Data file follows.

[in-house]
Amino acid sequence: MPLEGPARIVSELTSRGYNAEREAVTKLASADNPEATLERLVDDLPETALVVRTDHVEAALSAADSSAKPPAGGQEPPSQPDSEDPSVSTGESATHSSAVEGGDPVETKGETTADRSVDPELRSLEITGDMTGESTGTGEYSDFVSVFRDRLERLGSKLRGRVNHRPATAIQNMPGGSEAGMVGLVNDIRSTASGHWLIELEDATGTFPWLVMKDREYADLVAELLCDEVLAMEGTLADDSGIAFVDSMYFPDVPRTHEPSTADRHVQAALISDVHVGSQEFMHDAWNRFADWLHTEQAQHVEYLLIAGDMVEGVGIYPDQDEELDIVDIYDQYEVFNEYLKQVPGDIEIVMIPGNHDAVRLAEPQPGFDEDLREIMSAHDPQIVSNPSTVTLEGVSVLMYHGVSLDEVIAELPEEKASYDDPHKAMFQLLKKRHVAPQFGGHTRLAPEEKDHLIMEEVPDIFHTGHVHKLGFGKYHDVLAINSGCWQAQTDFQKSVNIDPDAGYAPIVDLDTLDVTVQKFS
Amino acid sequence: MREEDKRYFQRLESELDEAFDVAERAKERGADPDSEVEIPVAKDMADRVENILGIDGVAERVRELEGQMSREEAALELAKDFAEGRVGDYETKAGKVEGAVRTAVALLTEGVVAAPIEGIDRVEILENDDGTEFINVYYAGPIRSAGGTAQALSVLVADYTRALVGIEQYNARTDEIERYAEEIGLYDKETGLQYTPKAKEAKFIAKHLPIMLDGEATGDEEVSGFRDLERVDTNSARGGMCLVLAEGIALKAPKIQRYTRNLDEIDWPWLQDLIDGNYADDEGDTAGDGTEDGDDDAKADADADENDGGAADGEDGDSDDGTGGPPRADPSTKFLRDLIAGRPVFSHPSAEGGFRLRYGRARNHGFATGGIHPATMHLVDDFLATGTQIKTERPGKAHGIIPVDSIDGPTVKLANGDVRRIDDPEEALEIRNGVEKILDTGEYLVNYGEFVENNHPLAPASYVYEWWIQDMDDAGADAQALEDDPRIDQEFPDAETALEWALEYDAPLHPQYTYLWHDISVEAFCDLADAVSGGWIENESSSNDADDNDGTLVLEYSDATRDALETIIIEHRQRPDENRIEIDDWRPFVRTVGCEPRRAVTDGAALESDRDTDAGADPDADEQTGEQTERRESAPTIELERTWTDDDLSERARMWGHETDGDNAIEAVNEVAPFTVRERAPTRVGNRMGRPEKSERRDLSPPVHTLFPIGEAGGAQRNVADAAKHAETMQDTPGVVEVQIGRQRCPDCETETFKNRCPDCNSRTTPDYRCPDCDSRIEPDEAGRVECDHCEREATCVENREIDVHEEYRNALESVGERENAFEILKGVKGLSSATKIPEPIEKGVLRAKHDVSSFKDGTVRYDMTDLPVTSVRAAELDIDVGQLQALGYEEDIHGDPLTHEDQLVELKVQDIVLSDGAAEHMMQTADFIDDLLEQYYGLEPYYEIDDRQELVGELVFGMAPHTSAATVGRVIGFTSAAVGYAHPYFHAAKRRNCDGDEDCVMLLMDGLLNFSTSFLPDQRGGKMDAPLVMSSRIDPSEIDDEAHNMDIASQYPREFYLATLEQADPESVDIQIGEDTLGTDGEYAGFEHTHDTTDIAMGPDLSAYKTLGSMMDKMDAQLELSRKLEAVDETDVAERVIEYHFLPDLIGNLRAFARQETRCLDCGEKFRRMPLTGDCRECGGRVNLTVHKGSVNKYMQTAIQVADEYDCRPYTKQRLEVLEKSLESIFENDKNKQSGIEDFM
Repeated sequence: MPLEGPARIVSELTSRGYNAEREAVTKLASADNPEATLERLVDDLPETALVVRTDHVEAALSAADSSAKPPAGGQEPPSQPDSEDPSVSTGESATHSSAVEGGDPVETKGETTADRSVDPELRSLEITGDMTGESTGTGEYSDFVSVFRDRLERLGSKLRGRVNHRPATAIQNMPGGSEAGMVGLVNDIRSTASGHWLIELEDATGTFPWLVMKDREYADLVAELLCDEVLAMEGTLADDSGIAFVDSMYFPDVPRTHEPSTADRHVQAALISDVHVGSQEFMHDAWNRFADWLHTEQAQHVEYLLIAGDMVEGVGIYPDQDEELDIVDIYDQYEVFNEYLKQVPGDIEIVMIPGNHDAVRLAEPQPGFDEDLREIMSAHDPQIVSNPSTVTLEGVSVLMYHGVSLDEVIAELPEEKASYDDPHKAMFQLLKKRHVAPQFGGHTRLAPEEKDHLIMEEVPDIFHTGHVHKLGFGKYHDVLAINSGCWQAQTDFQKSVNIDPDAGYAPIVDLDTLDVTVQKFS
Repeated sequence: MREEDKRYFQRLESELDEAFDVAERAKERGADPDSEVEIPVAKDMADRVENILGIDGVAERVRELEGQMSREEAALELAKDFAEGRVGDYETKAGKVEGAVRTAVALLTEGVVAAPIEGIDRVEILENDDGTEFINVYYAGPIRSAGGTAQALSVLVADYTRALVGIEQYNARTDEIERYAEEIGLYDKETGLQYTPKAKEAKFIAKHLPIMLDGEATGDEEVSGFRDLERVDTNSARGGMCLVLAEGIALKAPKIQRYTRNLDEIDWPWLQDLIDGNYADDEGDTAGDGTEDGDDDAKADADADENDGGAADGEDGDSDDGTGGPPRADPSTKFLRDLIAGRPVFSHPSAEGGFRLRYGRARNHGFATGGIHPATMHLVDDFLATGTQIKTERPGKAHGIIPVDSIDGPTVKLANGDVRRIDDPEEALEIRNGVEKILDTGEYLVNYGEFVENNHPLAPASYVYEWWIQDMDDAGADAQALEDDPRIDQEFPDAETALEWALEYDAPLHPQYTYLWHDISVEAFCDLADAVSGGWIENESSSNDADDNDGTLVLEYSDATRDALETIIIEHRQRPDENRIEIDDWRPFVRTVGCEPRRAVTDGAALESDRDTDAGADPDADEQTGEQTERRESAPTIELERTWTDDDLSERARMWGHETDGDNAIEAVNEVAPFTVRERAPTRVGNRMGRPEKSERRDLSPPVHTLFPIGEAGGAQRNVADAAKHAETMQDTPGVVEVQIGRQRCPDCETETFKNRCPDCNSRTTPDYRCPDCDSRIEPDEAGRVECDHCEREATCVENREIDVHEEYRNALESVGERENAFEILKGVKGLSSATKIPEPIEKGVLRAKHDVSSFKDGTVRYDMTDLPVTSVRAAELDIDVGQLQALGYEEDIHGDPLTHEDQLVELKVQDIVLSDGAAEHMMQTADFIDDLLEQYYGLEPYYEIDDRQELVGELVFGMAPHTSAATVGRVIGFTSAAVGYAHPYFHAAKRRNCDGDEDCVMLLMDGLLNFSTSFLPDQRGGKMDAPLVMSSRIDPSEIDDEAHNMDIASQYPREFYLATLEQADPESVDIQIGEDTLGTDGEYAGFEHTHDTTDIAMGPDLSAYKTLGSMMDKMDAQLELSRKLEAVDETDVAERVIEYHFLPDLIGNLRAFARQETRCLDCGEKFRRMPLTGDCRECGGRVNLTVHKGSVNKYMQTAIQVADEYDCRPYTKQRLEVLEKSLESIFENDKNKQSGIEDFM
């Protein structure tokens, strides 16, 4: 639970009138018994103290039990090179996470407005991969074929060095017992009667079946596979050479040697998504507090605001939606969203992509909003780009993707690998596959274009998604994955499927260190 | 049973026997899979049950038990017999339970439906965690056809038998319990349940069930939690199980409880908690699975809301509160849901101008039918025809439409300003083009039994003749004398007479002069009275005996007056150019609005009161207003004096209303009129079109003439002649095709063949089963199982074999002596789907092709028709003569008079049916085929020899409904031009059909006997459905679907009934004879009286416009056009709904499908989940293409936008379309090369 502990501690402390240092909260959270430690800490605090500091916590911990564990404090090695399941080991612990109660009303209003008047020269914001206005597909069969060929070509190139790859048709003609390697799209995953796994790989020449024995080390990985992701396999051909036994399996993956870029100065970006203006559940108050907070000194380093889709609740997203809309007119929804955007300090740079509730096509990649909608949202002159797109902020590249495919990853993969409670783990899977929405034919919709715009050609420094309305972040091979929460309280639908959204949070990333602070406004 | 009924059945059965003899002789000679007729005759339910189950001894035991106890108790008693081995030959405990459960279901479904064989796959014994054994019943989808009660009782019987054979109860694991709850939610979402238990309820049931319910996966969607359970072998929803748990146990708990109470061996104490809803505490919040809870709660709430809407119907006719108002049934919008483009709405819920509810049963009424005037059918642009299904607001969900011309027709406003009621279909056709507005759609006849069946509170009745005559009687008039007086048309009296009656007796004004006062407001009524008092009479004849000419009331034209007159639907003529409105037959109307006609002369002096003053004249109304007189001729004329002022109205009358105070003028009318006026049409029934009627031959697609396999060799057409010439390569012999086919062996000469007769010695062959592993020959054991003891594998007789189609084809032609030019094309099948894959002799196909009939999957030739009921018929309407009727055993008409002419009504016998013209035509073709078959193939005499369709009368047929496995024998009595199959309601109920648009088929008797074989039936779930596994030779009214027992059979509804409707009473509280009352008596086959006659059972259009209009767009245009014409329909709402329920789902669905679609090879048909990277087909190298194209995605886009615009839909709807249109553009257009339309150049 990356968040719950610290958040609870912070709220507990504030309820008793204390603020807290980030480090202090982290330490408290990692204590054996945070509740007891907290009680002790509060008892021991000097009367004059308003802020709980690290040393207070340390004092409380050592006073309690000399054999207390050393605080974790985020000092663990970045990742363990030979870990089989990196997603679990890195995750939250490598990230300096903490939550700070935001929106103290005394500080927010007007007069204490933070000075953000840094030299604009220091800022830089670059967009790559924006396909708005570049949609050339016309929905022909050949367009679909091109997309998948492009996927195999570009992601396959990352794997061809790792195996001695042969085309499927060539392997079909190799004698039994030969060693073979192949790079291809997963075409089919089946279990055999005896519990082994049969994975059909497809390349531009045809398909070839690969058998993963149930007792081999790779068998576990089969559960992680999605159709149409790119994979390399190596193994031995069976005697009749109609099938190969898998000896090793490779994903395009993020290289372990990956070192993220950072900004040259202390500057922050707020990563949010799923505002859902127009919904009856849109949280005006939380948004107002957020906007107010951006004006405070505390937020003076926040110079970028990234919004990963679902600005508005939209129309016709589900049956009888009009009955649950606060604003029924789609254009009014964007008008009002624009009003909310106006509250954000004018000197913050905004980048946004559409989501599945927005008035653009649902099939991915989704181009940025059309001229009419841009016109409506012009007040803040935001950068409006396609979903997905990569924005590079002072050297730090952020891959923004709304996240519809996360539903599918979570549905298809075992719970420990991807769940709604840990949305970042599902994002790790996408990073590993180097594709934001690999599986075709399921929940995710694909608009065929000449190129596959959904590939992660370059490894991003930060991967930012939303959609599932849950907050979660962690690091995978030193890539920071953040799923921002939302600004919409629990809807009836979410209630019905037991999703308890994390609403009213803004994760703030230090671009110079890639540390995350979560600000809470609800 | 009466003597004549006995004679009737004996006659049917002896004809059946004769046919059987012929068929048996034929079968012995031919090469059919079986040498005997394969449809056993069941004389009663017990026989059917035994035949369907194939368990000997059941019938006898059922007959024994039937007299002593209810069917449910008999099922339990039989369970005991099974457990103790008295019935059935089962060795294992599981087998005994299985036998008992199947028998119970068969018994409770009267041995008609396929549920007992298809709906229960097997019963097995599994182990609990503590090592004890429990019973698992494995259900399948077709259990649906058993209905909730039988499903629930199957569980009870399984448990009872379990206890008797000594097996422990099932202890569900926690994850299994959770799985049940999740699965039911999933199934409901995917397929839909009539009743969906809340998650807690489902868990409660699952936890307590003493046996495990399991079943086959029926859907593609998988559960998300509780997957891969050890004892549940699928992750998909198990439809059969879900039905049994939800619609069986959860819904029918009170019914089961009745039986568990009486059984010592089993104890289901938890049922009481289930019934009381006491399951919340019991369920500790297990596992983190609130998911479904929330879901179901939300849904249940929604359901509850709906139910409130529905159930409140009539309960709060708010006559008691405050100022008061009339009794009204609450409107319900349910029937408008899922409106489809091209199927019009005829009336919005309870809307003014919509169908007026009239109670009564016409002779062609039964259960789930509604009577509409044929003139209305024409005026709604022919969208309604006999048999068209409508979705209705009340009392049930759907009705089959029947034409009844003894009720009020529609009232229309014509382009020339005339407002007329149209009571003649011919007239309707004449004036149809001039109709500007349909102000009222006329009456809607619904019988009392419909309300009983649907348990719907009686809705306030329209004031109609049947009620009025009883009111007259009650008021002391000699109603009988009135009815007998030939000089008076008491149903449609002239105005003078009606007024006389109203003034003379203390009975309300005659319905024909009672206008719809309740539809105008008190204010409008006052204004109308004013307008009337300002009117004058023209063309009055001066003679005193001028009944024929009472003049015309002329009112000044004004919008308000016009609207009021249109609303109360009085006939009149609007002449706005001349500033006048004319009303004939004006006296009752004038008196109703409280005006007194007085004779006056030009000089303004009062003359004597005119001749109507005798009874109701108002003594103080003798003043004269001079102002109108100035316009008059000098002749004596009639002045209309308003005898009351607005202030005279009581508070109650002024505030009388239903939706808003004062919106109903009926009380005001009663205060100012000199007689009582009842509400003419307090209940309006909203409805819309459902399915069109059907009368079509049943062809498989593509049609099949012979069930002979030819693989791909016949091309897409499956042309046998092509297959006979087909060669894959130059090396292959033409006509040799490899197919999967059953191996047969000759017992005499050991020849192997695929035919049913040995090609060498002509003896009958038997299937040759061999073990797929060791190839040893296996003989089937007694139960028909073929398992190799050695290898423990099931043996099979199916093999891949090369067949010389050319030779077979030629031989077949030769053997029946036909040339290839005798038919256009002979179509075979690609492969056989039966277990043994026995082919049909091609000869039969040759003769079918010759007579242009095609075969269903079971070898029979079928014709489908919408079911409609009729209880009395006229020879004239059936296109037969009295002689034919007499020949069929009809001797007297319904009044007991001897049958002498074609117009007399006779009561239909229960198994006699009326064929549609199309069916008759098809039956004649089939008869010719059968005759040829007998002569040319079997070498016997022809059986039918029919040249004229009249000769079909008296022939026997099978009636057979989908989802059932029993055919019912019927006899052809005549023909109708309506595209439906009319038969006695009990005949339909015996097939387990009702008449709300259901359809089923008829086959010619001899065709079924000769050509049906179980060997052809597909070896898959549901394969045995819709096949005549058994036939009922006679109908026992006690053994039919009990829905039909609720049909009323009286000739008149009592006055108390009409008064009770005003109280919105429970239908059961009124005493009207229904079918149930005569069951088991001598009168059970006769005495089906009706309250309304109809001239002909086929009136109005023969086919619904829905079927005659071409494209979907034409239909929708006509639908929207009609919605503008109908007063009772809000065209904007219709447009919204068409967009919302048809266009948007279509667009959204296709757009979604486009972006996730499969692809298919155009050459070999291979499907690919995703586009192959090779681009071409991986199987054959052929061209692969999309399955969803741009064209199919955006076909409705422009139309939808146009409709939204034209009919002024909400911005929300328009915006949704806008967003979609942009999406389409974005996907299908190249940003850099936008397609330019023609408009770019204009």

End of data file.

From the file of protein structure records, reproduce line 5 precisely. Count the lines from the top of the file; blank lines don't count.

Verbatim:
Repeated sequence: MREEDKRYFQRLESELDEAFDVAERAKERGADPDSEVEIPVAKDMADRVENILGIDGVAERVRELEGQMSREEAALELAKDFAEGRVGDYETKAGKVEGAVRTAVALLTEGVVAAPIEGIDRVEILENDDGTEFINVYYAGPIRSAGGTAQALSVLVADYTRALVGIEQYNARTDEIERYAEEIGLYDKETGLQYTPKAKEAKFIAKHLPIMLDGEATGDEEVSGFRDLERVDTNSARGGMCLVLAEGIALKAPKIQRYTRNLDEIDWPWLQDLIDGNYADDEGDTAGDGTEDGDDDAKADADADENDGGAADGEDGDSDDGTGGPPRADPSTKFLRDLIAGRPVFSHPSAEGGFRLRYGRARNHGFATGGIHPATMHLVDDFLATGTQIKTERPGKAHGIIPVDSIDGPTVKLANGDVRRIDDPEEALEIRNGVEKILDTGEYLVNYGEFVENNHPLAPASYVYEWWIQDMDDAGADAQALEDDPRIDQEFPDAETALEWALEYDAPLHPQYTYLWHDISVEAFCDLADAVSGGWIENESSSNDADDNDGTLVLEYSDATRDALETIIIEHRQRPDENRIEIDDWRPFVRTVGCEPRRAVTDGAALESDRDTDAGADPDADEQTGEQTERRESAPTIELERTWTDDDLSERARMWGHETDGDNAIEAVNEVAPFTVRERAPTRVGNRMGRPEKSERRDLSPPVHTLFPIGEAGGAQRNVADAAKHAETMQDTPGVVEVQIGRQRCPDCETETFKNRCPDCNSRTTPDYRCPDCDSRIEPDEAGRVECDHCEREATCVENREIDVHEEYRNALESVGERENAFEILKGVKGLSSATKIPEPIEKGVLRAKHDVSSFKDGTVRYDMTDLPVTSVRAAELDIDVGQLQALGYEEDIHGDPLTHEDQLVELKVQDIVLSDGAAEHMMQTADFIDDLLEQYYGLEPYYEIDDRQELVGELVFGMAPHTSAATVGRVIGFTSAAVGYAHPYFHAAKRRNCDGDEDCVMLLMDGLLNFSTSFLPDQRGGKMDAPLVMSSRIDPSEIDDEAHNMDIASQYPREFYLATLEQADPESVDIQIGEDTLGTDGEYAGFEHTHDTTDIAMGPDLSAYKTLGSMMDKMDAQLELSRKLEAVDETDVAERVIEYHFLPDLIGNLRAFARQETRCLDCGEKFRRMPLTGDCRECGGRVNLTVHKGSVNKYMQTAIQVADEYDCRPYTKQRLEVLEKSLESIFENDKNKQSGIEDFM